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Muhammad (P) & Abrahamic Tree I: Introduction

Host: Today we will start a new topic: Muhammad may peace be upon him- the last messenger of Allah. However, before we start I have a couple questions. How do Muslims reconcile their reservations with the Bible and in particular with the following: how the Qur’an confirms the Bible and the Qur'an says that no one will change the word of God.

Jamal Badawi:

There are three basic issues related to this problem. First of all, even though it is common to say that the Qur'an confirms the Bible; strictly speaking this is not correct. The term Bible does not appear anywhere in the Qur'an. The term Old Testament and New Testament does not appear anywhere in the Qur'an. The Qur'an actually confirms the original revelation that was given to Prophet Moses and called the Tawrah (Torah) and the Enjeel (the Gospel) that was revealed to Prophet Jesus. Other scriptures that are mentioned in the Qur'an include the Zabure revealed to Prophet David and the Suhuf revealed to Prophet Abraham. The idea that the Qur'an confirms the Bible, the Old Testament or the New Testament is incorrect. Even then when we take a term like Torah, it isn’t the exact equivalent in understanding the scriptures between Muslims and Jews and Christians, for example. Among the Jews and Christians the Torah is believed to be the first five books, beginning with Genesis, in the Bible.

However, if you look carefully into these books, you’ll find many of them don’t really represent revelation given to Moses but are biographies of Moses. Also, towards the end of chapter 34 in the book of Deuteronomy, which is part of the Torah it talks of Moses’ death and being buried, which obviously is not of the work of Moses nor is it the revelation given to him on Mount Sinai as Muslims believe. As such even the definition of Torah in the Judea-Christian literature is not like the Quranic reference to the Torah, or law, specifically the revelation given to prophet Moses not biographies about him.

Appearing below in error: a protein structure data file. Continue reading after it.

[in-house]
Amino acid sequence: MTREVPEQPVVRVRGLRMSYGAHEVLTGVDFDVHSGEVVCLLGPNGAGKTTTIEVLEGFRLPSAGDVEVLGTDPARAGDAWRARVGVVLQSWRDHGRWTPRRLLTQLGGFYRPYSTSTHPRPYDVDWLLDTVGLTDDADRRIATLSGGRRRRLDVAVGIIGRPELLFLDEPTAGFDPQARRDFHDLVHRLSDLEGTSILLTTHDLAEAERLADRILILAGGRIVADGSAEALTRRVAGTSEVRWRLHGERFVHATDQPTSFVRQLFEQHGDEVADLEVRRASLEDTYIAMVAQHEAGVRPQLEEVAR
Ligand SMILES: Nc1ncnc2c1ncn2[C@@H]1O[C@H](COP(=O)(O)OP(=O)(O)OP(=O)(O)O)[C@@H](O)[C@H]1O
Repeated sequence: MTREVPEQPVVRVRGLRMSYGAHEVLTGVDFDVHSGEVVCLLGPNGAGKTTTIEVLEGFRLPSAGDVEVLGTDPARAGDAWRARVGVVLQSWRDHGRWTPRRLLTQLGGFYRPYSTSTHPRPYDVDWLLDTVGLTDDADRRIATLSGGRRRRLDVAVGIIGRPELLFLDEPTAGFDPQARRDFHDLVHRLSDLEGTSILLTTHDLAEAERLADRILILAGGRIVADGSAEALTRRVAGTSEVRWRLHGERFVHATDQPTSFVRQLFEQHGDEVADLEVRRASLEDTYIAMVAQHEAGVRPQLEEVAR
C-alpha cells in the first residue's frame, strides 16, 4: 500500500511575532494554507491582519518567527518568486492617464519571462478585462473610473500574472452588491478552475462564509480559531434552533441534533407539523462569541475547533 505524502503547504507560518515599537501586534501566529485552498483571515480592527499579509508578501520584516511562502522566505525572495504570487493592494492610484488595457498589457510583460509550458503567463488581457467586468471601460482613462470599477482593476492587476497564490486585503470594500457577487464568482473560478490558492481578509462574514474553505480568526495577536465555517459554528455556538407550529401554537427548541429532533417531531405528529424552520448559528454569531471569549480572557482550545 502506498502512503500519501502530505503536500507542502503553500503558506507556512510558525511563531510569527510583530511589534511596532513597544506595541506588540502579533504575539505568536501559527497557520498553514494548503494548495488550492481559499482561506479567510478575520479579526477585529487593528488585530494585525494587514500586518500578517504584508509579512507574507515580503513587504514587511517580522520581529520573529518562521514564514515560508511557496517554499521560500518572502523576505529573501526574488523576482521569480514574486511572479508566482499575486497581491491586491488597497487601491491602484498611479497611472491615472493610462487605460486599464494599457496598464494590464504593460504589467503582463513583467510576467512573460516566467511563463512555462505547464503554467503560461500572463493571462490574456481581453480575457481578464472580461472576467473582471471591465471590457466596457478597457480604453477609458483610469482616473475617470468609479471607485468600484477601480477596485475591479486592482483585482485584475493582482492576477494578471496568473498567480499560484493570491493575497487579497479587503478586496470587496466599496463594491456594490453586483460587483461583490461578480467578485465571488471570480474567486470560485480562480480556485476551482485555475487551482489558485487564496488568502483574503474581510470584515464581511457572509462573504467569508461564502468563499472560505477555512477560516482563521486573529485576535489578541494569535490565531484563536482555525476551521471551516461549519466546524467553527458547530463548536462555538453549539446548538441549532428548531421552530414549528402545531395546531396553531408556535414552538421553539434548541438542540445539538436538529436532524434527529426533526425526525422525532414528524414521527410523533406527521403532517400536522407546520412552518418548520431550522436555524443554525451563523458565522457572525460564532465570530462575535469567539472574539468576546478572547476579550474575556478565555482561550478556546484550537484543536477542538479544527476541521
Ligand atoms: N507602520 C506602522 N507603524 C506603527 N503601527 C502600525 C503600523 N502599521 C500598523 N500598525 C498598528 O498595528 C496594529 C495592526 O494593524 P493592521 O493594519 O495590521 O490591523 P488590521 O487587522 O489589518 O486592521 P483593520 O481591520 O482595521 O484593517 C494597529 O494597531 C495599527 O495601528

Secondly, the term Enjeel, in the Qur'an, the equivalent of the Gospel (in the singular form) should not be equated with the four Gospels. The Qur'an speaks of the word of God, not the word of Mark, Luke, Matthew, and John. That is not the word of God, that’s their own biographies. What the Qur'an speaks of is the revelation given to prophet Jesus peace be upon him, something that he was guided by divine revelation. Whether he asked people to write it or not we don’t know for sure, but it is the same type of divine revelation that was given to Moses, Mohammad, Abraham, or David for that matter may peace be upon them all.

I’d like to raise another issue as well. When the Qur'an speaks of confirming any previous scriptures, it is conditional and indicates in no uncertain terms that the Qur'an and the Qur'an alone as the last well preserved revelation is the final judge and the criterion to sift through any previous scripture to discern what is the word of God and what is the word of humans; which parts remained intact and which parts might have gone through some changes throughout history. The term muhaymen, which appears in the Qur'an, in surah number 5 and verses 48 through 51, deals specifically with this issue of the Qur'an being muhaymen.  This word, muhaymen in Arabic, as Mawlana Mawdudi explains in his Commentary on the Qur'an, means to uphold, to safe guard or preserve, to watch over and to stand witness. All of these definitions apply to the Qur'an in its relationship to previous scriptures. First of all, the Qur'an safeguards and preserves the teachings of previous prophets. It watches over the revelations that God sent before by explaining their true meanings to negate any confusion, misunderstanding or misinterpretation that has arisen throughout history. It stands witness because it bears witness, as Mawdudi says, to the word of God contained in those previous scriptures and helps sort it out from interpretations and commentaries that were later added to them.

The third issue is that some people would say that the Qur'an itself says that there is no one who will change the word of God. And so how could Muslims say that the Bible has changed from the original revelations given to these prophets? Now if you refer to the Qur'an and see what some of those writers refer to, you’ll find that there are only three verses in the Qur'an that speaks about changing the word of God.  Each one of them appears in a different meaning depending on the context of the surah. I also checked the tafseer, interpretation of the Qur'an.